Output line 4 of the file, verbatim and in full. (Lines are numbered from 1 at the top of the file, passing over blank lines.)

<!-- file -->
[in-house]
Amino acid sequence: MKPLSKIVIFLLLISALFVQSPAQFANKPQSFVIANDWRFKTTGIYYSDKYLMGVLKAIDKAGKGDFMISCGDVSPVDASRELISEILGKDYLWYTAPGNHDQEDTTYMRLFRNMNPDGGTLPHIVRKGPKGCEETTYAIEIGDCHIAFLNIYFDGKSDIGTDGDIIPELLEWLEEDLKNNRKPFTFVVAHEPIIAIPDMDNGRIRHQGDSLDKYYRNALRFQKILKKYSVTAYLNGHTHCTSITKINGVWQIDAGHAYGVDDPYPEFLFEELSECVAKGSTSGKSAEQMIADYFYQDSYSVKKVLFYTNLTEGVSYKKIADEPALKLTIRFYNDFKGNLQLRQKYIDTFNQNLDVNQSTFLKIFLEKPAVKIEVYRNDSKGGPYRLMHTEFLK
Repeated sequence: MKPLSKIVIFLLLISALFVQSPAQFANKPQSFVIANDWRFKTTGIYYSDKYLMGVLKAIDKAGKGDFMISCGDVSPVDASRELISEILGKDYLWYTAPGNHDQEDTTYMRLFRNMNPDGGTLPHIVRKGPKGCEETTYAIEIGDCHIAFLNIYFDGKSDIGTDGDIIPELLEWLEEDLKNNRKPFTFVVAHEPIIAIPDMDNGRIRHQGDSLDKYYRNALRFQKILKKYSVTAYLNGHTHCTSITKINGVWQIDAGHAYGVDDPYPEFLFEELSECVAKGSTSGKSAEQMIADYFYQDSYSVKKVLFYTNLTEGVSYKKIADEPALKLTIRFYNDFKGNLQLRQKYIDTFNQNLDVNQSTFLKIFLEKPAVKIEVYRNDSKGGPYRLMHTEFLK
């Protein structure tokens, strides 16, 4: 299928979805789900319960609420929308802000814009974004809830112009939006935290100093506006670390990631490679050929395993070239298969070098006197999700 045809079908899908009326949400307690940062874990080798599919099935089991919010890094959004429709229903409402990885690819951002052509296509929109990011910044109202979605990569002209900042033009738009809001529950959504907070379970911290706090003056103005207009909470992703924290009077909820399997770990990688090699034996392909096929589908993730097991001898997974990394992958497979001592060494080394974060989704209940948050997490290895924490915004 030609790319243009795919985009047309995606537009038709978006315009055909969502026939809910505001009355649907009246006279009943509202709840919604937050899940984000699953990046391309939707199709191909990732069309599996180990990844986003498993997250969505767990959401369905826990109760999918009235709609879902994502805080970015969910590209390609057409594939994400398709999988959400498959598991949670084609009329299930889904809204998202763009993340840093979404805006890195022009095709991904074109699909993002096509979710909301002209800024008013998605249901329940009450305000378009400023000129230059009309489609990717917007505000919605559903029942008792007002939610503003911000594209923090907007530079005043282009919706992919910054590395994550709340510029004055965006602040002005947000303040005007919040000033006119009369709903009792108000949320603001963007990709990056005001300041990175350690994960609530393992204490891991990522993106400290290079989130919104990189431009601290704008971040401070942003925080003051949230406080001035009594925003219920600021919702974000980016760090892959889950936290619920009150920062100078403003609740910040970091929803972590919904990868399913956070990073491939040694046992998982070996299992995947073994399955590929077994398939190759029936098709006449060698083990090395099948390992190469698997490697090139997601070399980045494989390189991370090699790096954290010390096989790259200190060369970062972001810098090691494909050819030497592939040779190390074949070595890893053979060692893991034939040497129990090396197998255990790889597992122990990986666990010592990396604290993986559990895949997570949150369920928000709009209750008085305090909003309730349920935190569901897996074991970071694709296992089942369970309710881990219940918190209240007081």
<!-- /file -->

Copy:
């Protein structure tokens, strides 16, 4: 299928979805789900319960609420929308802000814009974004809830112009939006935290100093506006670390990631490679050929395993070239298969070098006197999700 045809079908899908009326949400307690940062874990080798599919099935089991919010890094959004429709229903409402990885690819951002052509296509929109990011910044109202979605990569002209900042033009738009809001529950959504907070379970911290706090003056103005207009909470992703924290009077909820399997770990990688090699034996392909096929589908993730097991001898997974990394992958497979001592060494080394974060989704209940948050997490290895924490915004 030609790319243009795919985009047309995606537009038709978006315009055909969502026939809910505001009355649907009246006279009943509202709840919604937050899940984000699953990046391309939707199709191909990732069309599996180990990844986003498993997250969505767990959401369905826990109760999918009235709609879902994502805080970015969910590209390609057409594939994400398709999988959400498959598991949670084609009329299930889904809204998202763009993340840093979404805006890195022009095709991904074109699909993002096509979710909301002209800024008013998605249901329940009450305000378009400023000129230059009309489609990717917007505000919605559903029942008792007002939610503003911000594209923090907007530079005043282009919706992919910054590395994550709340510029004055965006602040002005947000303040005007919040000033006119009369709903009792108000949320603001963007990709990056005001300041990175350690994960609530393992204490891991990522993106400290290079989130919104990189431009601290704008971040401070942003925080003051949230406080001035009594925003219920600021919702974000980016760090892959889950936290619920009150920062100078403003609740910040970091929803972590919904990868399913956070990073491939040694046992998982070996299992995947073994399955590929077994398939190759029936098709006449060698083990090395099948390992190469698997490697090139997601070399980045494989390189991370090699790096954290010390096989790259200190060369970062972001810098090691494909050819030497592939040779190390074949070595890893053979060692893991034939040497129990090396197998255990790889597992122990990986666990010592990396604290993986559990895949997570949150369920928000709009209750008085305090909003309730349920935190569901897996074991970071694709296992089942369970309710881990219940918190209240007081």